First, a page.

Oliver North is not a hero. In fact, Oliver North is a coward. He broke the law, then tried to cover up his misdeeds, and finally blamed his transgressions on his superiors. After making so much of his military code of "just following orders," North quickly turned on his commanders and played the innocent scapegoat as his trial defense strategy.
When one breaks the law for reasons of conscience, a crucial component of such principled civil disobedience is a willingness to accept the consequences of one's actions. Oliver North violated the law for reasons of ideology and then did everything possible to hide his actions and shift the blame elsewhere.
A jury convicted North for lying to Congress, destroying evidence, and financially benefiting from his illegal schemes. These are not the marks of a hero or the characteristics of conscientious civil disobedience.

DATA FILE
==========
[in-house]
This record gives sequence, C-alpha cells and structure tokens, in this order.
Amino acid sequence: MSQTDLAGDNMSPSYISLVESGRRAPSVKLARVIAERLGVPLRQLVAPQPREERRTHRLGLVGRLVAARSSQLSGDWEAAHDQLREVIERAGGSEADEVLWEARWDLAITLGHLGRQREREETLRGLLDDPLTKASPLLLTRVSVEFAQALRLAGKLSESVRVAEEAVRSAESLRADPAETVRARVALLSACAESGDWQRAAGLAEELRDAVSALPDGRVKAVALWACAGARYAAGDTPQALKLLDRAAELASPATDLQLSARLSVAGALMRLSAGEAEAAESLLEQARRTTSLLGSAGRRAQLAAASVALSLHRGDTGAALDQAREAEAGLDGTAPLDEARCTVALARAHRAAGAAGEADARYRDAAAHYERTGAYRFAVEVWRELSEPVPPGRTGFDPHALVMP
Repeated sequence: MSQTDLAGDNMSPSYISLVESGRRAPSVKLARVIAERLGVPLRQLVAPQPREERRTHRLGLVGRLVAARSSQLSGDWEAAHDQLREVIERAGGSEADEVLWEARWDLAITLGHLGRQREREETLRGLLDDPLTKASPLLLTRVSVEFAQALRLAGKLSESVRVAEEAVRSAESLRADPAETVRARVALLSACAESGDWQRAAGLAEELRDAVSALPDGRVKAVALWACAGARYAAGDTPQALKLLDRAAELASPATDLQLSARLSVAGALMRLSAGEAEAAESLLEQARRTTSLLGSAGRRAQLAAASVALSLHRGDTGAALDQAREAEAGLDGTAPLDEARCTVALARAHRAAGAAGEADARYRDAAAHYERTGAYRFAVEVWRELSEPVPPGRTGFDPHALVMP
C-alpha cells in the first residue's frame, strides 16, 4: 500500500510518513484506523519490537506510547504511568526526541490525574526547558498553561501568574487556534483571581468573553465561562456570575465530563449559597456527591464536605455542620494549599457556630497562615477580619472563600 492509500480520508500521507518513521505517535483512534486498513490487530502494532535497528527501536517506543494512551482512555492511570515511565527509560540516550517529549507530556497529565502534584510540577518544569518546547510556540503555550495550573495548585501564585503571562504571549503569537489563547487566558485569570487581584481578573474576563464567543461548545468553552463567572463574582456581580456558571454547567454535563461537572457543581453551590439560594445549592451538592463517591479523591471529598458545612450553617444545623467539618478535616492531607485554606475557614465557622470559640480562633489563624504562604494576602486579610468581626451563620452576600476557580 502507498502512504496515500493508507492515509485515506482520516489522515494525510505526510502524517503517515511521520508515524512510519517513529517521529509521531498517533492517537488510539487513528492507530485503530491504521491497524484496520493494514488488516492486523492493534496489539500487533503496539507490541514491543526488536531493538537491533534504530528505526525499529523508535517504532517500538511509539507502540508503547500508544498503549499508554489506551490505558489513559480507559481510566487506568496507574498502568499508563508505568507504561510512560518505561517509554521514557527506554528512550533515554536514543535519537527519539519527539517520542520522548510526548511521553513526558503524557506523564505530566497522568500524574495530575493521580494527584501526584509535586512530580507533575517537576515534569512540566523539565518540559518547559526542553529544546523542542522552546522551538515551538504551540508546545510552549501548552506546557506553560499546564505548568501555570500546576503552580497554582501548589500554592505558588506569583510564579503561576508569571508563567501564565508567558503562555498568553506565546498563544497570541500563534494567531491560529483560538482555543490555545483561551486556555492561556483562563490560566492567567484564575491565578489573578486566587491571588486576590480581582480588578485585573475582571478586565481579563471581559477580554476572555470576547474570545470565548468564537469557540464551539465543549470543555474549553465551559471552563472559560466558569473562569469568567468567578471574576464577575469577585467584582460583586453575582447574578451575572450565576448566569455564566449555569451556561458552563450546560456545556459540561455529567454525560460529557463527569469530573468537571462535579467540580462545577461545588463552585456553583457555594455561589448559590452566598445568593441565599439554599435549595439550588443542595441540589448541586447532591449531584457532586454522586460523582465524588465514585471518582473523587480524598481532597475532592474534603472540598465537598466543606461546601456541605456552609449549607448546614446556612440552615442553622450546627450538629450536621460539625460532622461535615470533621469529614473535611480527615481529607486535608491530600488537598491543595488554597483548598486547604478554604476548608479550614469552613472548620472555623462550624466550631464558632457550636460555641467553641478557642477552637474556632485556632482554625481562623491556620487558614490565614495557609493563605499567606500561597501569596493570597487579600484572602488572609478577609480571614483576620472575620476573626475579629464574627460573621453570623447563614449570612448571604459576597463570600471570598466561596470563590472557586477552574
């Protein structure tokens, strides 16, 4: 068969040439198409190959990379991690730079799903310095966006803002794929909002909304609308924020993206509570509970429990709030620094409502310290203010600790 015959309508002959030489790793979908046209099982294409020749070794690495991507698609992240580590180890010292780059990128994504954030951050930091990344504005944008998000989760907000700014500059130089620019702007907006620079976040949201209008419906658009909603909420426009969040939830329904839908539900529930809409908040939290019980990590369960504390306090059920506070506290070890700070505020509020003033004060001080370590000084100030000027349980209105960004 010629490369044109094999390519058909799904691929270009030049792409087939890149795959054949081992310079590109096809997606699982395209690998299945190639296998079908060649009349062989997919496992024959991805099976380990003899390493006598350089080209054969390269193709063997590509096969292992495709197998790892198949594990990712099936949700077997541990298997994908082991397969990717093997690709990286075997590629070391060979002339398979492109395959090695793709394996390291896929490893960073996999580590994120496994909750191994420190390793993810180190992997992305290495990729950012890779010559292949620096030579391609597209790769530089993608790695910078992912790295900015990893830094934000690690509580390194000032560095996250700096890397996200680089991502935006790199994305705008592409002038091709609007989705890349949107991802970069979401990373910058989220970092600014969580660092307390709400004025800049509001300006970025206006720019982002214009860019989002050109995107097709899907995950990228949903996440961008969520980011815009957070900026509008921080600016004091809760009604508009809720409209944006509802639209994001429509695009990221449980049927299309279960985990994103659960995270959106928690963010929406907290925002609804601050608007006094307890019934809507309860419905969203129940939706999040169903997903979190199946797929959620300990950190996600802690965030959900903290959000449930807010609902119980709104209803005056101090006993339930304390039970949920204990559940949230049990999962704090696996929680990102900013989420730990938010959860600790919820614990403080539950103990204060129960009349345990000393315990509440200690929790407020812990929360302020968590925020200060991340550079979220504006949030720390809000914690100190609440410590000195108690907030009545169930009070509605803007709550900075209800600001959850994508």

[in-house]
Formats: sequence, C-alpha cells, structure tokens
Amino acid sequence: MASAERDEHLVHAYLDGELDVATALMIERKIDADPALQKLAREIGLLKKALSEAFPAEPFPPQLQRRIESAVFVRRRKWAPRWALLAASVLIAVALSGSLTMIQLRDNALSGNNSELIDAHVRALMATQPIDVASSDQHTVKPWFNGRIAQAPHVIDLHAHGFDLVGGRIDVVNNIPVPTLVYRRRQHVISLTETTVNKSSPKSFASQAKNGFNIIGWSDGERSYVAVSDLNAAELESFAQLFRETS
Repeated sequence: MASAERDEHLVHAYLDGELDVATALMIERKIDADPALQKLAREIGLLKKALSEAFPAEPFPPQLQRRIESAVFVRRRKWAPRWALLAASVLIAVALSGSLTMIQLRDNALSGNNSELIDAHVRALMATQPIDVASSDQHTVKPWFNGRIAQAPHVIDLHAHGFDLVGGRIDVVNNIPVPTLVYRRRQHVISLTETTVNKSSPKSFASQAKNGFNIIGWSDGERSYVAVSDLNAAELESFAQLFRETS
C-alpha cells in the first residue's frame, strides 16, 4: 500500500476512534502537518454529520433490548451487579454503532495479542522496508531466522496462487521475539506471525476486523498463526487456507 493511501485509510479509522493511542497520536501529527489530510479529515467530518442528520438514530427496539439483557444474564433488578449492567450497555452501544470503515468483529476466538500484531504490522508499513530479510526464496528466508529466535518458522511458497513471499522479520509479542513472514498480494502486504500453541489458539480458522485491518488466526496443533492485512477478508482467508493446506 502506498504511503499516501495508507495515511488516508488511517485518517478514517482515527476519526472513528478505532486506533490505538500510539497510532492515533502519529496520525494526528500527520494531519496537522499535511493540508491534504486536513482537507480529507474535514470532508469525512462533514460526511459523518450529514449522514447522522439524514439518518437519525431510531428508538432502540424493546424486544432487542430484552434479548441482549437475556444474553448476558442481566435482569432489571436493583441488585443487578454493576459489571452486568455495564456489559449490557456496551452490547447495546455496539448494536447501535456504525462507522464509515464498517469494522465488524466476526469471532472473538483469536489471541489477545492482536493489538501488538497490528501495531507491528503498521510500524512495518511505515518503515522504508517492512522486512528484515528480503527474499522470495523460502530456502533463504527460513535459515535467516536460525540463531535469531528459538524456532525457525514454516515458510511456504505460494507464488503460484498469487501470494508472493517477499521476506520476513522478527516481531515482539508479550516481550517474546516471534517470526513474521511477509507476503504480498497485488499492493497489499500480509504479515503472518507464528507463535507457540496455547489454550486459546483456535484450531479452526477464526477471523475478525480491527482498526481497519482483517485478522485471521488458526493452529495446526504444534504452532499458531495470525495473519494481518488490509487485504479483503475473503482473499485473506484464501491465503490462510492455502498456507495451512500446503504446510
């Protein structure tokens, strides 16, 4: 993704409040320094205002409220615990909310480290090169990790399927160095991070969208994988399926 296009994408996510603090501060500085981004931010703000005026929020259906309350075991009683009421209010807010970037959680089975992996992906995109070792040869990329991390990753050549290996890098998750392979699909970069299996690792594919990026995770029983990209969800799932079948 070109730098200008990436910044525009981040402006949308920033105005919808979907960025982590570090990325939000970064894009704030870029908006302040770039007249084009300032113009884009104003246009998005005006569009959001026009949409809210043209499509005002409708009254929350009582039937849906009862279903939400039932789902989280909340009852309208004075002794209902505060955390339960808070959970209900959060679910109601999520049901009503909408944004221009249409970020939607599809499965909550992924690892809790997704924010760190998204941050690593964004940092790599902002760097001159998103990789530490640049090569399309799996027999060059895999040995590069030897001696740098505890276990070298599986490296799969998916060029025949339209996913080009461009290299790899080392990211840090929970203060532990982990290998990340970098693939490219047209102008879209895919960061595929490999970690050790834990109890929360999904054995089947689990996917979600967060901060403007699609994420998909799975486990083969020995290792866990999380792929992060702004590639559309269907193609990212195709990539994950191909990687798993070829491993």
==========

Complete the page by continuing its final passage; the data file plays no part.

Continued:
What Oliver North is ultimately guilty of is an utter contempt for democracy. He simply doesn't believe in it. In fact, he is afraid of democracy. North is an anti-communist, not a democrat. And in his anti-communism he acted in complete accord with one of communism's central tenets -- the ends justify the means. He believed, as communist ideologues do, that a small cadre of elite leaders know better than the people and should have the right to act as they see fit, above or apart from the law.
The fact is that Congress voted in 1984 to cut off aid to the contras because public opinion was turning against the Reagan policy in Nicaragua. Yet the covert operators who were running the government refused to accept the public verdict on the contra war. With the encouragement of the president, they became a secret government pledged to sustain the contras at any cost, in complete defiance of the law and the will of the Congress.